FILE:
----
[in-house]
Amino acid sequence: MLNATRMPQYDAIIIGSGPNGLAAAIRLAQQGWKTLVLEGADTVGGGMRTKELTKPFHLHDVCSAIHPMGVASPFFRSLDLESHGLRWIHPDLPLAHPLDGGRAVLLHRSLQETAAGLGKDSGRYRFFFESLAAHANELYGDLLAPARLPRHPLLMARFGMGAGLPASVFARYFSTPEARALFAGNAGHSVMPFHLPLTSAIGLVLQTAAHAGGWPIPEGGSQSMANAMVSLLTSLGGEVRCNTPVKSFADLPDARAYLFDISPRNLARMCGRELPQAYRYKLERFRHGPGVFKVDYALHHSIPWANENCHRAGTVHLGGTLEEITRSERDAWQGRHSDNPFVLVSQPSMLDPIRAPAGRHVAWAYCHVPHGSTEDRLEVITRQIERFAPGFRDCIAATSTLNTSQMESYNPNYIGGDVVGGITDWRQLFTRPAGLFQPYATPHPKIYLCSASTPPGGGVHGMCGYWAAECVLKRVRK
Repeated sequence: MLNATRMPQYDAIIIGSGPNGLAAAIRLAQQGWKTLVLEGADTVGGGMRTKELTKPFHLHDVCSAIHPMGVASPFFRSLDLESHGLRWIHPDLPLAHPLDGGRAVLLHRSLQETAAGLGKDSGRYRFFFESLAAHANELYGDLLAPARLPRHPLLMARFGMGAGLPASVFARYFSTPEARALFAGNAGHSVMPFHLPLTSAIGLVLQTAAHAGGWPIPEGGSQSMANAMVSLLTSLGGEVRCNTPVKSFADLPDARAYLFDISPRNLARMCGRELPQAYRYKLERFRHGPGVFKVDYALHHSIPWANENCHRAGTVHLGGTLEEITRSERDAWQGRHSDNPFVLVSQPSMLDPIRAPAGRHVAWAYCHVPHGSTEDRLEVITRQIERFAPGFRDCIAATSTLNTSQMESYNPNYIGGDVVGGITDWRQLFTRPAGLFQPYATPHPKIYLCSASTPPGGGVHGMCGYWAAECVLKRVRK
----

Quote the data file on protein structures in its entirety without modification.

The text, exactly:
[in-house]
Amino acid sequence: MLNATRMPQYDAIIIGSGPNGLAAAIRLAQQGWKTLVLEGADTVGGGMRTKELTKPFHLHDVCSAIHPMGVASPFFRSLDLESHGLRWIHPDLPLAHPLDGGRAVLLHRSLQETAAGLGKDSGRYRFFFESLAAHANELYGDLLAPARLPRHPLLMARFGMGAGLPASVFARYFSTPEARALFAGNAGHSVMPFHLPLTSAIGLVLQTAAHAGGWPIPEGGSQSMANAMVSLLTSLGGEVRCNTPVKSFADLPDARAYLFDISPRNLARMCGRELPQAYRYKLERFRHGPGVFKVDYALHHSIPWANENCHRAGTVHLGGTLEEITRSERDAWQGRHSDNPFVLVSQPSMLDPIRAPAGRHVAWAYCHVPHGSTEDRLEVITRQIERFAPGFRDCIAATSTLNTSQMESYNPNYIGGDVVGGITDWRQLFTRPAGLFQPYATPHPKIYLCSASTPPGGGVHGMCGYWAAECVLKRVRK
Repeated sequence: MLNATRMPQYDAIIIGSGPNGLAAAIRLAQQGWKTLVLEGADTVGGGMRTKELTKPFHLHDVCSAIHPMGVASPFFRSLDLESHGLRWIHPDLPLAHPLDGGRAVLLHRSLQETAAGLGKDSGRYRFFFESLAAHANELYGDLLAPARLPRHPLLMARFGMGAGLPASVFARYFSTPEARALFAGNAGHSVMPFHLPLTSAIGLVLQTAAHAGGWPIPEGGSQSMANAMVSLLTSLGGEVRCNTPVKSFADLPDARAYLFDISPRNLARMCGRELPQAYRYKLERFRHGPGVFKVDYALHHSIPWANENCHRAGTVHLGGTLEEITRSERDAWQGRHSDNPFVLVSQPSMLDPIRAPAGRHVAWAYCHVPHGSTEDRLEVITRQIERFAPGFRDCIAATSTLNTSQMESYNPNYIGGDVVGGITDWRQLFTRPAGLFQPYATPHPKIYLCSASTPPGGGVHGMCGYWAAECVLKRVRK